In the last two weeks, Japan and the International Energy Agency (IEA) unveiled key reports on routes to decarbonization. While the reports speak on similar issues and technologies, each has quite different outlooks.
The IEA’s Net Zero by 2050 is a 224-page blueprint for an outright revolution, calling an end to coal, oil and even natural gas use, as well as for investments of $5 trillion by 2030 to remake the world’s power system from top to bottom.
In contrast, Japan’s view on energy transition, published a week earlier, urges pragmatism, incremental change, and cost-awareness. In six of the seven scenarios presented by the Research Institute of Innovative Technology for the Earth (RITE), which is Japan’s leading energy think tank, fossil fuels will retain at least a 20% share of the electricity in 2050. Albeit, with the hope that carbon capture is also deployed.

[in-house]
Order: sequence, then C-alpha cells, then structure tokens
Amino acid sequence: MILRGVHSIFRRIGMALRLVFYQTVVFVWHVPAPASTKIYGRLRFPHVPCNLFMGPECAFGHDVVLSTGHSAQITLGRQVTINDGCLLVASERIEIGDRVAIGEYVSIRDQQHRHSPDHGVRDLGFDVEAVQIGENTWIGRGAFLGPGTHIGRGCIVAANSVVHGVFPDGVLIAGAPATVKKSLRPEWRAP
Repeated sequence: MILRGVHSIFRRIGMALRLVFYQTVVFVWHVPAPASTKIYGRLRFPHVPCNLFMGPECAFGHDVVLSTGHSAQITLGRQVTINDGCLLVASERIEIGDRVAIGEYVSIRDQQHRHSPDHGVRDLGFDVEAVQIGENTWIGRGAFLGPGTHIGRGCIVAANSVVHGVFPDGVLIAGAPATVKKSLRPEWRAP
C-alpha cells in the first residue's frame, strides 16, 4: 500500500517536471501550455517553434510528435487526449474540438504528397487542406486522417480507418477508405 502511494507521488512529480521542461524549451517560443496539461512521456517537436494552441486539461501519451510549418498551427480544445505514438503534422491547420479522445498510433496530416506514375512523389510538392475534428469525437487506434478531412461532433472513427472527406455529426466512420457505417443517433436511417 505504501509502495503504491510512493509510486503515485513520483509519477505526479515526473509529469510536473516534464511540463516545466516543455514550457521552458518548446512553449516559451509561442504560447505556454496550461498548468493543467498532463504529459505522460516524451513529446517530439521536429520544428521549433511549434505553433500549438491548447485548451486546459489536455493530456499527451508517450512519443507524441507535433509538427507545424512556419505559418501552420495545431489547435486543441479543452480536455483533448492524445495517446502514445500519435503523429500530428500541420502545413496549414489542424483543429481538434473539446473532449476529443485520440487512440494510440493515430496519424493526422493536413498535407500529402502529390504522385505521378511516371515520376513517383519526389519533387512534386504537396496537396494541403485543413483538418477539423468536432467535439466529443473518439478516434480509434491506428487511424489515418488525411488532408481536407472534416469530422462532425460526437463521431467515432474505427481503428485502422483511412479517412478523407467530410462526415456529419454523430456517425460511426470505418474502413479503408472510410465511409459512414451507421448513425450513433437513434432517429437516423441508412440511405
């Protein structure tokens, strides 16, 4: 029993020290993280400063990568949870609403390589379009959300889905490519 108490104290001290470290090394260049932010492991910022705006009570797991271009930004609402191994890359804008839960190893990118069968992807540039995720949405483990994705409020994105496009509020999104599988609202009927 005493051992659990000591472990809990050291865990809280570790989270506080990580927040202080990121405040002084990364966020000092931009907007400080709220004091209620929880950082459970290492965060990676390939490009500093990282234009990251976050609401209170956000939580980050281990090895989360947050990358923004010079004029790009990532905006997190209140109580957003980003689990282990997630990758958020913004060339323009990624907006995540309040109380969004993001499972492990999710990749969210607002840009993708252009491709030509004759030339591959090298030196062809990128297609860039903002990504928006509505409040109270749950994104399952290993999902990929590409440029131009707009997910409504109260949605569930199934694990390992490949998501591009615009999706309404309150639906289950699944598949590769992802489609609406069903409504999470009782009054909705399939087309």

Where the IEA casts renewables as the lynchpin of the global economy, accounting for two-thirds of energy supply, RITE’s reference scenario for Japan has renewables at just over half of the total by 2050.
Where the IEA paints extraordinary numbers for solar and wind capacity additions, the views presented by RITE and other Japanese experts at the recent METI meeting on decarbonization use extraordinary numbers to suggest that a total shift towards solar and wind is not feasible in Japan.
Clearly, at least for now, the world’s top energy agency and one of the world’s top energy consumers do not see eye to eye on the paths to net-zero.